[Overheard at dinner parties, buffet tables, and salad bars across America]
"Keen-wah. I don't really know what it is either, but it's supposed to be healthy, and it's gluten-free. Here, try it."
"Oh, cool. My sister-in-law is gluten-free. I'm thinking maybe I should do that—you know, to help with my IBS."
For a substance largely unheard of until recent years, gluten—a protein found in wheat, barley, rye and other products—seems to be on everyone's lips these days. And why wouldn't it be? A gluten-free diet has been touted as a cure for everything from obesity and rashes to autism and migraines. Gluten-free products now command their own keys on menus and sections in grocery stores. Previously exotic grains that lack gluten, like quinoa and amarinth, have become more mainstream. And manufacturers are promoting their gluten-free products. GlutenFreely.com, a "community and e-commerce site" owned by General Mills, provides tools for gluten-free living such as recipes and products, including its own Chex cereal, now in five gluten-free versions. Just last week, Frito-Lay entered the fray, announcing it would begin putting the gluten-free label on many of its already gluten-free products, including varieties of Doritos, Cheetos, Fritos, and Lay's.
It's all relative, of course. Gluten-free Cheetos may be a safe bet for someone with a gluten allergy, but you'd be hard-pressed to find a dietician who would recommend that anyone opt for a packaged-food snack over a piece of fruit, regardless of his or her response to gluten. In other words, branding a product "gluten-free" does not necessarily confer on it a gold star of health. Meanwhile, as Americans hunger for ways to eat right and live well, the gluten-free frenzy has raised more questions than answers.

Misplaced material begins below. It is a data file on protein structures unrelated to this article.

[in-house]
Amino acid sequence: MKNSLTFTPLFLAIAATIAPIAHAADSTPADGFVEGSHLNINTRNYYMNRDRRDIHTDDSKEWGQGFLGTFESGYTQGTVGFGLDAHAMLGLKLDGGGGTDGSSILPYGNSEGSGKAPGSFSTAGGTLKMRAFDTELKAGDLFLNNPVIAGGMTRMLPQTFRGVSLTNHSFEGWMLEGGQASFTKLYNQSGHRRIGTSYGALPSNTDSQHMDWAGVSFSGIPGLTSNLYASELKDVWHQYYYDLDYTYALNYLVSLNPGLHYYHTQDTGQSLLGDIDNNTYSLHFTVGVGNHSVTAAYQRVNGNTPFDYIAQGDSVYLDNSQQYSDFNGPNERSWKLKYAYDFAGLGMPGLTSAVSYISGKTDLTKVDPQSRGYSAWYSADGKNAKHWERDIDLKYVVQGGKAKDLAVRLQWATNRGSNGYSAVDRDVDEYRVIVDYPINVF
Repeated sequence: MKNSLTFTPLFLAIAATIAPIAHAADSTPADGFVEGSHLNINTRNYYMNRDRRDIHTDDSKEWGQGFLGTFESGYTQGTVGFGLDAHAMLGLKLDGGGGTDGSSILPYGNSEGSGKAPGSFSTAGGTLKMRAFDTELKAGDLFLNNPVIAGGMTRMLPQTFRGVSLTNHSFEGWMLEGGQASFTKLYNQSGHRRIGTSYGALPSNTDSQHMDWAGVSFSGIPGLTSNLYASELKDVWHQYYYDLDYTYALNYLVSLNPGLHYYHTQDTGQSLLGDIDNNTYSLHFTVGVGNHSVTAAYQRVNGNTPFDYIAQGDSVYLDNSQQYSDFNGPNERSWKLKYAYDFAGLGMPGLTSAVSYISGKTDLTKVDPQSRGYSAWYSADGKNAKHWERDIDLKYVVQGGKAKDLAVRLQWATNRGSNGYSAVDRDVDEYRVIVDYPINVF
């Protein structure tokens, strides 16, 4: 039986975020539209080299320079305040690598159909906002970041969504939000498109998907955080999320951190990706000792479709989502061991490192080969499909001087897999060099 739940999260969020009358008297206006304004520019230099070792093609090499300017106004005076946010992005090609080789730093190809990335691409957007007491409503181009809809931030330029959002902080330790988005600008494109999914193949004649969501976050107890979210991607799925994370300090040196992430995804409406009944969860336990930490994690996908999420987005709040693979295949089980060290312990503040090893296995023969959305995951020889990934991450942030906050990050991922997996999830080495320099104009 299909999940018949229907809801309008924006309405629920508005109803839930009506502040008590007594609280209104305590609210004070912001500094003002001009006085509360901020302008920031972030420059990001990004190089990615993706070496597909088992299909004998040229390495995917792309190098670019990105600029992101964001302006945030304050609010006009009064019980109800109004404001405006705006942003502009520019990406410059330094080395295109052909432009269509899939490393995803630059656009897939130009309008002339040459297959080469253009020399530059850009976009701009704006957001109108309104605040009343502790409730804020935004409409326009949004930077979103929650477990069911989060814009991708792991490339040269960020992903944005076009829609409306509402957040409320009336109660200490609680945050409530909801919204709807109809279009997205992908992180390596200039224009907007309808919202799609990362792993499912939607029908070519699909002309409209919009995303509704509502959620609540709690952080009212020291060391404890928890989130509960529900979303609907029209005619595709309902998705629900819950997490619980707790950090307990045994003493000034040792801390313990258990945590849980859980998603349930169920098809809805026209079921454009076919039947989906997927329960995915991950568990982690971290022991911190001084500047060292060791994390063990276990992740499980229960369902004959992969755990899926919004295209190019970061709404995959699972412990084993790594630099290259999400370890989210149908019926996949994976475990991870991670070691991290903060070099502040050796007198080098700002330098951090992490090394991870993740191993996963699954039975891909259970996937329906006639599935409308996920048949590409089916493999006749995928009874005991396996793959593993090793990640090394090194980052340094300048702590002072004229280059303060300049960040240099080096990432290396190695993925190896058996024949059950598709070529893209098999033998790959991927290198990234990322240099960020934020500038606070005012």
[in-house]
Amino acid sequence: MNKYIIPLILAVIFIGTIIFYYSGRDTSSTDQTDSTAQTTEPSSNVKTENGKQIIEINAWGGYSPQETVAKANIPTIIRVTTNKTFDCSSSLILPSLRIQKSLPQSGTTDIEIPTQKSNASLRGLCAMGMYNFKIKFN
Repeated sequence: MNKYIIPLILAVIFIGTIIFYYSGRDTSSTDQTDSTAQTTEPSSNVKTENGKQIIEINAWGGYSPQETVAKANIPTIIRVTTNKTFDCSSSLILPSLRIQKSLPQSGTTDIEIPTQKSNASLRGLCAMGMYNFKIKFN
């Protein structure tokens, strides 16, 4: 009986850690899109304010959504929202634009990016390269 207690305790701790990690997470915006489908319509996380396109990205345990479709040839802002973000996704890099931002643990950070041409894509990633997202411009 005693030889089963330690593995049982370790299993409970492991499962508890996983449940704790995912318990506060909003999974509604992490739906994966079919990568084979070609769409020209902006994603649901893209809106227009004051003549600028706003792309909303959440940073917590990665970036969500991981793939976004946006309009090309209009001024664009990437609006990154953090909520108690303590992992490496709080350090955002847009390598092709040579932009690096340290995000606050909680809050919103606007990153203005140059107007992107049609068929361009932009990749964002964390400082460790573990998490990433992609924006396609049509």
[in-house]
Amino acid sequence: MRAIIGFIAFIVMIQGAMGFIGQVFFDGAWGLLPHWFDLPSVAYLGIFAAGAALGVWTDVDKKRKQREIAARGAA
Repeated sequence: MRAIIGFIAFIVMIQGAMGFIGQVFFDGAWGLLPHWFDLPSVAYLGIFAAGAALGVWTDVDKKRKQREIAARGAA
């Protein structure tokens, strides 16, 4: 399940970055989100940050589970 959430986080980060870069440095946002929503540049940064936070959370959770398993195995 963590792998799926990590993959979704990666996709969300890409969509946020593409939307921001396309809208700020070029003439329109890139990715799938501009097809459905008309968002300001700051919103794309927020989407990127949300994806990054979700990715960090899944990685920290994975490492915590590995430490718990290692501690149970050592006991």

For starters, a gluten-free diet is recommended for people with adverse medical or clinical reactions to gluten. They include those with celiac disease, a serious autoimmune disorder in which the ingestion of gluten prompts antibodies to attack the small intestine. About 1 percent of the U.S. population has this disease, says Dr. Alessio Fasano, pediatric gastroenterologist and founder and director of the University of Maryland Center for Celiac Research. An even smaller group—between .01 and .03 percent of the population—has a wheat allergy, he says. But an estimated 6 percent of the country, or 16 to 18 million people, are considered “gluten sensitive,” a new category defined by Fasano and others in a paper published this year in the journal, BMC Medicine.
While tests can check for celiac disease and wheat allergies, there is no test yet to screen for gluten sensitivity, an inflammatory response with symptoms such as gastrointestinal distress, fatigue, joint pain, and depression. A matter of days on a gluten-free diet can help people make that determination. So if, for example, your terrible bloating and mad dashes to the bathroom after eating pizza subside on a gluten-free diet, then you may be onto something. Of course, it could also be the dairy destroying you, but that's for another article.
If it seems like the gluten-free craze has surfaced suddenly, that's because it has. "During the past 50 years we have witnessed an 'epidemic' of [celiac disease] and the surging of new gluten-related disorders, including the most recently described [gluten sensitivity]," according to the recent BMC Medicine article.
Why now? Put simply, food has evolved faster than we have. "Apparently the human organism is still largely vulnerable to the toxic effects of this protein complex, particularly due to a lack of adequate adaptation of the gastrointestinal and immunological responses," the article states.